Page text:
Once you exit Preview mode, you can click on the model you prefer and it will be highlighted and ready for you to hit the blue “Start Processing” button after changing your output folder if needed.
New Proteus model
New for version 2.3 in June this year is the fine-tunable Proteus model.
As the tutorial shows, it has a much greater ability to fine-tune parameters such as how sharp you want the output to be, which can help with dialing back what the model is trying to do – as well as a handy auto button. I found one of the biggest challenges is a model trying to do too much and giving fake cartoony output, so this model is really helpful in that regard.
New Chronos model for time changes
Also new is the Chronos model which takes on Twixtor, Optical Flow, and Alchemist in one fell swoop in that it can change frame rates – 30fps to 24fps say – as well as do smooth super slow-mo.
This is pretty impressive stuff and certainly increases the value of the software.
Test 1 – Restoring Archive
I decided to run a series of real-world tests to see how well the software could upscale different clips.
This series of tests can be seen in up to 4K – click the gear icon to change resolution.
⬆️ I found an old piece of archive only available at 240p and took it all the way to UHD 4K. It’s really quite impressive – see how the compression artifacts and jaggies on diagonals fall away. This is using the Proteus model which shows its versatility.
⬆️ This is some old public domain NASA film available at 480p taken to UHD 4K. If you pause it towards the end you can see the compression artifacts have fallen away, with the downside of looking a little fake in places.
Artemis Strong Dehalo v1 model
⬆️ This third test takes some park footage from 720p to UHD4K. Increased sharpness, decreased noise.
Dione Interlaced TV v3 model
⬆️ A comment on my previous article requested a test of old DV footage so here is a very random clip I found that is 480i to UHD 4K. Video Enhance has struggled here, not so much with the de-interlacing, but with trying to get too much resolution out of the clip at the expense of fakeness.
Test 2 – Noise Reduction
Video Enhance AI can be used as a standalone noise reduction engine and a very good one at that. The downside being it’s not a plug-in and it’s slow. In the final test of this section, the times taken were Davinci Resolve: 5 secs, Neat Video: 30 secs, Video Enhance AI: 85 secs.
⬆️ This test shows a clip shot in low light on the Arri Alexa Classic with plenty of noise. It does a very good job of removing it.
⬆️ I thought it would be worth testing it against Davinci Resolve and Neat Video. Of course, noise reduction is an art in itself and so this isn’t definitive, but for me, it was on a par with Neat Video and better than Resolve, albeit much slower and not easily fitting into a daily workflow.
Test 3 – Frame Rate Conversion
Frame Rate Conversion is quite often needed, with film festivals or Broadcast having their specific specs which might be different from your finished file. This is probably best done at a post house that knows what they’re doing and has something like Alchemist, Teranex, or Tachyon. But on a lower budget, it’s good to have other options. Of course, Optical Flow in Premiere and Davinci Resolve also compete here.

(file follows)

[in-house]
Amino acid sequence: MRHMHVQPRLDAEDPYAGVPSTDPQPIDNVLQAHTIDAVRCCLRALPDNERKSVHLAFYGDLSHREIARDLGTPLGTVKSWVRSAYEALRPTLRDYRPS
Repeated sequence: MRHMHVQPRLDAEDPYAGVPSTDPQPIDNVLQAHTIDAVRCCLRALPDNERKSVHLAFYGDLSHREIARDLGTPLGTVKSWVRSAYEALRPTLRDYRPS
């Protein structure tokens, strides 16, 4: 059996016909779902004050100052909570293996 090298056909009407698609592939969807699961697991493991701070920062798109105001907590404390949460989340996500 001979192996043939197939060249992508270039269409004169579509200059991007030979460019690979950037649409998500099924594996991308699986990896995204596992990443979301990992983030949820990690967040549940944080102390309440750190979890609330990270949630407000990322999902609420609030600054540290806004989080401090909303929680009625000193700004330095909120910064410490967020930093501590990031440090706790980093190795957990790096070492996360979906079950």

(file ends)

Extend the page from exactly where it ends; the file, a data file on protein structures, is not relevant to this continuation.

⬆️ Here is 25fps to 24 fps – you can see in the original the plane skips forward every second, but is smooth in the conversion.
⬆️ Here is 30fps to 24fps and again you can see the noticeable smoothness with the conversion.
Test 4 – Super slow-mo
⬆️ A simple 2x slow down – not perhaps that difficult, but nicely done and useful in case Optical Flow isn’t working for you.
⬆️ A higher difficulty rating here with an 8x slow-mo. And a pretty impressive result, which does go wrong a bit with the hands later on in the clip, but part of the clip could certainly be used.
Test 5 – Delivering 4K UHD from HD
⬆️ This one is hard to see, so I’ve cropped in to 1080p. It has done a great job of upscaling here as well as noise reduction (which you can turn off if needed in Proteus). This is particularly useful if you want 4K for YouTube or Vimeo.
Here are some sample times of how long Video Enhance AI took to upscale a sample 1 second clip by 200% (not including the initial once-off model downloading time). My specs are 24 core Threadripper 3960X 3.8GHz, 128GB RAM, Nvidia RTX 2060 Super (8GB VRAM).
Topaz Labs Video Enhance AI is a pretty impressive piece of software that has already greatly improved since this time last year. It has the ability to take old footage of pretty much any quality and restore it to a level far above the original. It’s even better at upscaling good quality HD to 4K. This year it has added the ability to change speed and frame rate at a very high quality.
That said, even on a high spec machine it takes a long time to do anything and the results can sometimes look quite fake when it’s asked to do too much – it does feel like an emerging technology. But if you can build that into your workflow and perhaps use it to impress your clients, it can be a valuable tool in the post-production arsenal.